Student loans fall under two broad categories—federal student loans and private student loans. As the name suggests, the federal government offers federal loans. A private student loan is offered by private lenders such as banks, schools, credit unions, and state agencies.
There is a huge difference between these two types of loans. Federal student loans offering several benefits that private student loans don’t. Unfortunately, many students do not take the time to understand the intrinsic differences between these two loan types. They then apply for private loans without exhausting the full amount of federal loans available to them. This can be an expensive mistake, resulting in having to pay thousands of dollars more in student debt.
Take a look at the many advantages that federal student loans offer over private loan alternatives.
Interest Rates On Federal Student Loans Are Considerably Lower
Another drawback with private loans is that the interest rates can be variable (including when you refinance) and can go even higher if the Federal Reserve increases the interest rate benchmark, substantially increasing the total amount you have to repay. On the other hand, federal loans have fixed rates. The rates stay the same during the entire term of your loan. Thus, you know exactly how much you will owe at any point.
Federal Student Loans Are Available Without A Credit History
You don’t need to get a credit check to apply for federal student loans, with the exception of PLUS loans. Students can apply for federal loans by filling out the FAFSA and CSS or Free Application for Federal Student Aid. These loans are available to any enrolled undergraduate with financial need. Making the payments on time can help students establish a good credit record.
Applying for a private loan is not so simple. In most cases, you can apply for private student loans independently from banks, a college credit union, and other financial institutions only if you have a credit history. At most, private loans may offer lower interest rates and more options if you have a good credit score. However, most students looking for college loans are not likely to have an established credit record. It makes private student loans a highly expensive option.
Federal Student Loan Payments Can Be Postponed For Up To 3 Years
If you are in a temporary financial bind and cannot afford your scheduled loan payments, federal loan programs offer two postponement options—deferment & forbearance.
Deferment allows you to postpone or lower your payments for a total of three years. The interest does not accrue during this period but you must meet certain criteria to be eligible for deferment. You qualify for deferment if you are engaged in an internship or residency, enrolled in a graduate fellowship program or teaching in a teacher shortage area.
If you do not meet the requirements for a deferment, you can get apply for forbearance. This allows you postpone payments for three years, one year at a time. However, in this case, the interest will continue to accrue during the entire period of forbearance.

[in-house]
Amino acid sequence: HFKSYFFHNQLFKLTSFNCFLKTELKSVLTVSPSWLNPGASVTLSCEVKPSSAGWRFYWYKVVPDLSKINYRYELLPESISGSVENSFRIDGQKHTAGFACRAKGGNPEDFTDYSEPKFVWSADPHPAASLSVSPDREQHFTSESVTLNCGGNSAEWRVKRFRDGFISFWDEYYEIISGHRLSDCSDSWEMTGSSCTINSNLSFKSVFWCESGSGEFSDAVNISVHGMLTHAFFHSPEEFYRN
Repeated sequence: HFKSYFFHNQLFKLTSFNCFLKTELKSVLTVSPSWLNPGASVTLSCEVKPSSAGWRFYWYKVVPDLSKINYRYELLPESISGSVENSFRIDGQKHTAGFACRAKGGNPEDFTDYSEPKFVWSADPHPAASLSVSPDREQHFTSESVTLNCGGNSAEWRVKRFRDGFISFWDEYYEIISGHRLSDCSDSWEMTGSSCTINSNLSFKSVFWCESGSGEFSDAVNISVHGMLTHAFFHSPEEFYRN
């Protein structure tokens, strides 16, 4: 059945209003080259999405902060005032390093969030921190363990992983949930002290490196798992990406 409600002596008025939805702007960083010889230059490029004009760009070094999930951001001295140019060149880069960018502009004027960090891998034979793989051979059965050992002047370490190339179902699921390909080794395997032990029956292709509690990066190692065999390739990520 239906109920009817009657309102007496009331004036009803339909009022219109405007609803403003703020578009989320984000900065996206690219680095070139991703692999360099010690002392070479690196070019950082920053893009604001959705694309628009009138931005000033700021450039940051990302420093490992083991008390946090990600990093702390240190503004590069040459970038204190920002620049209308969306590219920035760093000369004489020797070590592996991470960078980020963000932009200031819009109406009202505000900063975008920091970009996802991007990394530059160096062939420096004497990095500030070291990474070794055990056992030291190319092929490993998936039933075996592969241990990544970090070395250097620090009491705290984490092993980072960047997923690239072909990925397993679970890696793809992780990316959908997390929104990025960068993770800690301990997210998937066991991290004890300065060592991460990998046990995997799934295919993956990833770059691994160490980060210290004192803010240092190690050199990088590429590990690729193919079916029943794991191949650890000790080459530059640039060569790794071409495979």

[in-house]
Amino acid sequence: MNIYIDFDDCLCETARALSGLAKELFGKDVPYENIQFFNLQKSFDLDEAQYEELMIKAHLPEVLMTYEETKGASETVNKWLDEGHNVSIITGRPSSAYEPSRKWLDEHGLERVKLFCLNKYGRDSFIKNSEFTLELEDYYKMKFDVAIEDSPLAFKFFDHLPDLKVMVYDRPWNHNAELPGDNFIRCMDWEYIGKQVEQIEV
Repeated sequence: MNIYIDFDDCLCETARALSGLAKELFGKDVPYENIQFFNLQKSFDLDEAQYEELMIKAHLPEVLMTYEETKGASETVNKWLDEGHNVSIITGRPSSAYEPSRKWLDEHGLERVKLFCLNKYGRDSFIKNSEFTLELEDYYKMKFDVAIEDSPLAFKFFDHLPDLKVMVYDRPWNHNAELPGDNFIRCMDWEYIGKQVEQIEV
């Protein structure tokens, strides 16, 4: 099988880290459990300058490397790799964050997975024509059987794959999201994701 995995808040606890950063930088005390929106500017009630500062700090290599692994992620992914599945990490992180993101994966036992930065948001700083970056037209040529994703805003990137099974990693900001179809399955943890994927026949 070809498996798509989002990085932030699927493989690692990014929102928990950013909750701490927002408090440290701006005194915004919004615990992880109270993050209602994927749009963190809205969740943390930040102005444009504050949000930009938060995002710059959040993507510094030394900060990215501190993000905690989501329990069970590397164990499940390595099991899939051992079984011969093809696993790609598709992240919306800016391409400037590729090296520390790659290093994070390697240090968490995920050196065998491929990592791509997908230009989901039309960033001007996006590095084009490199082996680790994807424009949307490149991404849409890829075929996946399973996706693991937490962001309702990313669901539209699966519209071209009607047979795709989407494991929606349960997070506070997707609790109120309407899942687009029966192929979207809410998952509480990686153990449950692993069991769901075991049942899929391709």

There are no deferment or forbearance options with private student loans.
Federal Loans Offer Forgiveness Opportunities
You may qualify for student loan forgiveness to have a large portion of your loans forgiven if you are employed in some type of public service such as a nonprofit or the government or if you participate in an income-driven repayment plan.
Private loans, on the other hand, do not offer any forgiveness opportunities. You are responsible for repaying the full balance.
Federal loans can be consolidated even without having good credit
If you have multiple federal loans and are juggling payments for separate bills to different loan servicers, you can choose to consolidate a loan into one payment even without having good credit. Federal consolidation may not save you money as it calculates the weighted average of your prior interest rates but it will help to simplify your repayments.
Private loans also offer consolidation and refinancing options, which may reduce your overall rates but they require a credit check. You must have good credit to get
The Interest On Deferred Subsidized Federal Loans May Be Paid By The Government
Under certain circumstances, undergraduate students with greater financial need could qualify for federal direct subsidized loans. In this case, the government pays the interest while the subsidized loan is deferred while you are in school and also of you take a break from payments.
Private student loans are not subsidized and do not offer this benefit. You are responsible for paying the interest on your loan. Interest starts accumulating on private loans as soon as you receive the loan.
Federal Loans Don’t Go Into Default As Quickly
If you fall behind on your federal loans, you will generally get more time to get your payments on track. Failure to pay is not reported to credit bureaus and your loans are not “delinquent” until you have missed 3 months of payments. After 9 months of missed payments, you’ll be defaulting on your loans and the government could deduct money from your paycheck or tax return to recover that debt.
Private loans are not as generous. Some private loans go into default 1 day after you miss a payment. Private lenders may not have as much power as the federal government does to recover owed money but missing one or more payments affects your credit severely. That will make it even more difficult for you to take out any other loans or even get an apartment in the future.
Given the many benefits federal student loans offer, experts recommend that students first exhaust the full amount of federal loans available to them. Only consider private student loans if you need funds over and above that amount.
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